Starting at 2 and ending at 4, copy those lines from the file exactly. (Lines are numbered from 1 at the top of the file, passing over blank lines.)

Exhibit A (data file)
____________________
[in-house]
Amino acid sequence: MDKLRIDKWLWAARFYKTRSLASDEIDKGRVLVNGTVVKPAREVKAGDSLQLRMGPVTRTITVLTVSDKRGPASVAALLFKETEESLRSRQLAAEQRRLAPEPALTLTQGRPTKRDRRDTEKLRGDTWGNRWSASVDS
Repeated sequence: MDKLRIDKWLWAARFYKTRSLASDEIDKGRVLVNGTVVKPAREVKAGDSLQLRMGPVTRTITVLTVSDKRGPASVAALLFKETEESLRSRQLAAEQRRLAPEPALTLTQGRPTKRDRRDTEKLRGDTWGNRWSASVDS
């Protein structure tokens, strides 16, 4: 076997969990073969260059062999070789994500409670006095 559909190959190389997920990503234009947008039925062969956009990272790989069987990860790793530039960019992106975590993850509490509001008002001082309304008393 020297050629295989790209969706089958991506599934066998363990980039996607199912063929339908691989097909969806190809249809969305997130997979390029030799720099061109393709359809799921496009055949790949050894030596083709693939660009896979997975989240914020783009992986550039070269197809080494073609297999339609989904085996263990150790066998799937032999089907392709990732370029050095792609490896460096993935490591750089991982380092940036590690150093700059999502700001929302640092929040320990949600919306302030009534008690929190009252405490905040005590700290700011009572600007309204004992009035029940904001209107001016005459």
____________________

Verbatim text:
Amino acid sequence: MDKLRIDKWLWAARFYKTRSLASDEIDKGRVLVNGTVVKPAREVKAGDSLQLRMGPVTRTITVLTVSDKRGPASVAALLFKETEESLRSRQLAAEQRRLAPEPALTLTQGRPTKRDRRDTEKLRGDTWGNRWSASVDS
Repeated sequence: MDKLRIDKWLWAARFYKTRSLASDEIDKGRVLVNGTVVKPAREVKAGDSLQLRMGPVTRTITVLTVSDKRGPASVAALLFKETEESLRSRQLAAEQRRLAPEPALTLTQGRPTKRDRRDTEKLRGDTWGNRWSASVDS
């Protein structure tokens, strides 16, 4: 076997969990073969260059062999070789994500409670006095 559909190959190389997920990503234009947008039925062969956009990272790989069987990860790793530039960019992106975590993850509490509001008002001082309304008393 020297050629295989790209969706089958991506599934066998363990980039996607199912063929339908691989097909969806190809249809969305997130997979390029030799720099061109393709359809799921496009055949790949050894030596083709693939660009896979997975989240914020783009992986550039070269197809080494073609297999339609989904085996263990150790066998799937032999089907392709990732370029050095792609490896460096993935490591750089991982380092940036590690150093700059999502700001929302640092929040320990949600919306302030009534008690929190009252405490905040005590700290700011009572600007309204004992009035029940904001209107001016005459």